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Tuesday 27 June 2017
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Empty Nest Syndrome plagues elderly in Shimla

Shimla: Indira Gandhi Medical College (IGMC) doctors study shows that one­tenth of elderly residing in district Shimla are suffering from depression. A study titled ‘Prevalence and risk factors for depression in elderly North Indians’ conducted by Dr. Anmol Gupta, Dr. Ravi Sharma and Dr. Kamlesh Sharma revealed that elderly of lower income group consuming tobacco and experiencing stressful life from past one year are having three or more chronic diseases. They are also lacking positive approach toward life and were found to be more depressed, the study further revealed.

The study recommended that persons lacking positive approach toward life need to be identified by screening and should be focused on so as to reduce the probability of occurrence of depression.

In another study titled ‘Prevalence and predictors of suicidal ideations among school going adolescents in a hilly state of India’, conducted by Dr Ravi Sharma, Dr Anmol Gupta and Dr Durgesh Thakur of IGMC, Shimla, found that around 30 percent of senior school going students had experienced suicidal ideation in previous year. Adolescents in the age group of 16–19 years (121; 37.8%) were significantly having more suicide ideation as compared to those aged in the group of 14–15 years (97; 25.2%).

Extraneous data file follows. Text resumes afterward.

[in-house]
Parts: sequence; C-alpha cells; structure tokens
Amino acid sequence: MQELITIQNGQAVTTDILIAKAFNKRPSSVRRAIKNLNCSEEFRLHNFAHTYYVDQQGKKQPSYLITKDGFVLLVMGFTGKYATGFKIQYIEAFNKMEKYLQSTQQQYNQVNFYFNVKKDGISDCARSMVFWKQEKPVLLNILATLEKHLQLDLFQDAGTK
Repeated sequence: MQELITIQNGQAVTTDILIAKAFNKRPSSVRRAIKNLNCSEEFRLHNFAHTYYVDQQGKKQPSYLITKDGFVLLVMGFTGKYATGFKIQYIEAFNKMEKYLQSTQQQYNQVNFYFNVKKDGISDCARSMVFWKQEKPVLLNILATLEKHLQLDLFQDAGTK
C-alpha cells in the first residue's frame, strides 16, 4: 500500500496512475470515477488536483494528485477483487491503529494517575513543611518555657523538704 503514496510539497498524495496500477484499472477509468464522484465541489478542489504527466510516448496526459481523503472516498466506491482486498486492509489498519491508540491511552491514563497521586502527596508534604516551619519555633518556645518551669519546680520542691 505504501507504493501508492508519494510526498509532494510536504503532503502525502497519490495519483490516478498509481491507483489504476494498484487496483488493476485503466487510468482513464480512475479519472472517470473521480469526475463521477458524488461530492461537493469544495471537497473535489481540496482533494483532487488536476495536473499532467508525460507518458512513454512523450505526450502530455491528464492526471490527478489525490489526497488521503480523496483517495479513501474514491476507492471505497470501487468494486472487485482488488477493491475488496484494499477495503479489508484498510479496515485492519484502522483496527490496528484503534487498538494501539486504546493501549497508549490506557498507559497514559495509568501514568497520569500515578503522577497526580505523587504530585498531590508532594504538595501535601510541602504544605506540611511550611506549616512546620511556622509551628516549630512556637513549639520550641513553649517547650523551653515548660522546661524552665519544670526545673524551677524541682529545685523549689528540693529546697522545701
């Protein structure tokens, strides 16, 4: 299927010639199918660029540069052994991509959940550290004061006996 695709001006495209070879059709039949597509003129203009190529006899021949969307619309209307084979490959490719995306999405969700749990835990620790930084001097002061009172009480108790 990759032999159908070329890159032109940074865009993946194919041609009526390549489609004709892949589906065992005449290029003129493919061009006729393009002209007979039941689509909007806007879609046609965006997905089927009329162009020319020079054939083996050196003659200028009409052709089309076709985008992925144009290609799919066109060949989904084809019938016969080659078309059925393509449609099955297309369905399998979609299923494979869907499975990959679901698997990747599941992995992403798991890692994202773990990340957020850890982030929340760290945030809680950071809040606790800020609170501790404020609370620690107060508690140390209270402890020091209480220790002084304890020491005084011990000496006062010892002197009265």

The study found that discussing problems with parents, having good relations with school teachers and helpful classmates lowered the risk of having suicidal ideations. On the contrary, adolescents having worrying issues in family, verbally or physically abused and body image conscious had increased chances of suicidal ideations.

April 7th is celebrated as World Health Day, and this year the World Health Organization (WHO) is running a campaign called ‘Depression Let’s Talk’. As per WHO, Depression is an illness characterized by persistent sadness and loss of interest in activities that a person normally enjoys accompanied by inability to carry out daily activities for at least two weeks.

Statistics suggests that more than 300 million people around the globe are living with depression, and is a leading cause of poor health and disability that increases the risk of suicide, heart disease and diabetes. Depression is a treatable condition, but despite this, about 50 percent cases even in developed countries go untreated. Lack of support and fear of stigma, prevent many people from receiving treatment. For someone living with depression, talking to someone who he/she trusts is the first step towards treatment and recovery.



Rahul Bhandari is Editor of TheNewsHimachal and has been part of the digital world for last eight years.